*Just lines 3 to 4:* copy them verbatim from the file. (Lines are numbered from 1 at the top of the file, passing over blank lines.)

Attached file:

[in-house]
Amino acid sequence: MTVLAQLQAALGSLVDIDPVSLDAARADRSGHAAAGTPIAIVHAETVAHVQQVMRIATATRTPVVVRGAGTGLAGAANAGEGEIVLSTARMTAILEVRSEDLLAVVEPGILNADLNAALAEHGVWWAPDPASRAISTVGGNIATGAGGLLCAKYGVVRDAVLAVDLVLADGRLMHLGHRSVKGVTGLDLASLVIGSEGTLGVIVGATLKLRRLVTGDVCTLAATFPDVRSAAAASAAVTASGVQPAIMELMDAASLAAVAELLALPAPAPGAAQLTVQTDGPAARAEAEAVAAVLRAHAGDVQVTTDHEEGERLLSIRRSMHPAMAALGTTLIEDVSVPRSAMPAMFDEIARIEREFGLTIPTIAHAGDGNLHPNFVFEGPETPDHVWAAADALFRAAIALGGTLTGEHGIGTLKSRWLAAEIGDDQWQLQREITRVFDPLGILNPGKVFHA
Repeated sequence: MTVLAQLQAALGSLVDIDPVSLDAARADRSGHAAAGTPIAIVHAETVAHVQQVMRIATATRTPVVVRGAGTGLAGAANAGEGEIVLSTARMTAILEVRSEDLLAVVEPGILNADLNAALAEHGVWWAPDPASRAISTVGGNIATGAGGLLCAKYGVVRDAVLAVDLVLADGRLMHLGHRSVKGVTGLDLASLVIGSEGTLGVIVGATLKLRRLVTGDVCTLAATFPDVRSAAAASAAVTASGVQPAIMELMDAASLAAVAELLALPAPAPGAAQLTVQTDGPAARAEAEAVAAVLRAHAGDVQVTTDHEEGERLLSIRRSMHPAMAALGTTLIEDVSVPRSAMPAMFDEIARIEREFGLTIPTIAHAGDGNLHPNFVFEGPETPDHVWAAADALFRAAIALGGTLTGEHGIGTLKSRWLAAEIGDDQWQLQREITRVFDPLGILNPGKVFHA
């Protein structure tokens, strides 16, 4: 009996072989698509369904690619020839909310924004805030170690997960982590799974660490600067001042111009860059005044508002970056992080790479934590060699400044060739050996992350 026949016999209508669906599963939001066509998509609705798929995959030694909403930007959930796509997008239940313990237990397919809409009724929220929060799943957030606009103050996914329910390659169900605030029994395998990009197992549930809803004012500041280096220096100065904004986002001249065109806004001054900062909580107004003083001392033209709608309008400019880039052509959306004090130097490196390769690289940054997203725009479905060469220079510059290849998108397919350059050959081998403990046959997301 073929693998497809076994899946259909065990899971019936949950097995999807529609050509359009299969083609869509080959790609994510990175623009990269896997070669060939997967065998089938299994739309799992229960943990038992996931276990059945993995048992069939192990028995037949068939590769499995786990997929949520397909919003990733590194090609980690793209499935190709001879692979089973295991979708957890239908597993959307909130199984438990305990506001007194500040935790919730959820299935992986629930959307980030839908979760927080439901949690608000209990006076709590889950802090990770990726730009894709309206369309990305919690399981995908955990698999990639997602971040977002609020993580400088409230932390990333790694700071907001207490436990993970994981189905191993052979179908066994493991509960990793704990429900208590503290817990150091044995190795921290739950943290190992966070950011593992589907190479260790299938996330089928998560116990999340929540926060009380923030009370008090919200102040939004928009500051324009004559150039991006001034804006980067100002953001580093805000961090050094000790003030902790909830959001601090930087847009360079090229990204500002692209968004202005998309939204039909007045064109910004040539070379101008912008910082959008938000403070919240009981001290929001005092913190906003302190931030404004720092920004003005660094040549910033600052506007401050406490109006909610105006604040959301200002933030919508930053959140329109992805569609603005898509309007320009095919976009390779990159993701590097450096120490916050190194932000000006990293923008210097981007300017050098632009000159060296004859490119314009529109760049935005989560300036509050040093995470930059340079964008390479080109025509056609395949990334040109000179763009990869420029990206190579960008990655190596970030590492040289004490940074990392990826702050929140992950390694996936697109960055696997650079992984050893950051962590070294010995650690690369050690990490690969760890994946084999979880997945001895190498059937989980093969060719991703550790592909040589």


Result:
Repeated sequence: MTVLAQLQAALGSLVDIDPVSLDAARADRSGHAAAGTPIAIVHAETVAHVQQVMRIATATRTPVVVRGAGTGLAGAANAGEGEIVLSTARMTAILEVRSEDLLAVVEPGILNADLNAALAEHGVWWAPDPASRAISTVGGNIATGAGGLLCAKYGVVRDAVLAVDLVLADGRLMHLGHRSVKGVTGLDLASLVIGSEGTLGVIVGATLKLRRLVTGDVCTLAATFPDVRSAAAASAAVTASGVQPAIMELMDAASLAAVAELLALPAPAPGAAQLTVQTDGPAARAEAEAVAAVLRAHAGDVQVTTDHEEGERLLSIRRSMHPAMAALGTTLIEDVSVPRSAMPAMFDEIARIEREFGLTIPTIAHAGDGNLHPNFVFEGPETPDHVWAAADALFRAAIALGGTLTGEHGIGTLKSRWLAAEIGDDQWQLQREITRVFDPLGILNPGKVFHA
């Protein structure tokens, strides 16, 4: 009996072989698509369904690619020839909310924004805030170690997960982590799974660490600067001042111009860059005044508002970056992080790479934590060699400044060739050996992350 026949016999209508669906599963939001066509998509609705798929995959030694909403930007959930796509997008239940313990237990397919809409009724929220929060799943957030606009103050996914329910390659169900605030029994395998990009197992549930809803004012500041280096220096100065904004986002001249065109806004001054900062909580107004003083001392033209709608309008400019880039052509959306004090130097490196390769690289940054997203725009479905060469220079510059290849998108397919350059050959081998403990046959997301 073929693998497809076994899946259909065990899971019936949950097995999807529609050509359009299969083609869509080959790609994510990175623009990269896997070669060939997967065998089938299994739309799992229960943990038992996931276990059945993995048992069939192990028995037949068939590769499995786990997929949520397909919003990733590194090609980690793209499935190709001879692979089973295991979708957890239908597993959307909130199984438990305990506001007194500040935790919730959820299935992986629930959307980030839908979760927080439901949690608000209990006076709590889950802090990770990726730009894709309206369309990305919690399981995908955990698999990639997602971040977002609020993580400088409230932390990333790694700071907001207490436990993970994981189905191993052979179908066994493991509960990793704990429900208590503290817990150091044995190795921290739950943290190992966070950011593992589907190479260790299938996330089928998560116990999340929540926060009380923030009370008090919200102040939004928009500051324009004559150039991006001034804006980067100002953001580093805000961090050094000790003030902790909830959001601090930087847009360079090229990204500002692209968004202005998309939204039909007045064109910004040539070379101008912008910082959008938000403070919240009981001290929001005092913190906003302190931030404004720092920004003005660094040549910033600052506007401050406490109006909610105006604040959301200002933030919508930053959140329109992805569609603005898509309007320009095919976009390779990159993701590097450096120490916050190194932000000006990293923008210097981007300017050098632009000159060296004859490119314009529109760049935005989560300036509050040093995470930059340079964008390479080109025509056609395949990334040109000179763009990869420029990206190579960008990655190596970030590492040289004490940074990392990826702050929140992950390694996936697109960055696997650079992984050893950051962590070294010995650690690369050690990490690969760890994946084999979880997945001895190498059937989980093969060719991703550790592909040589």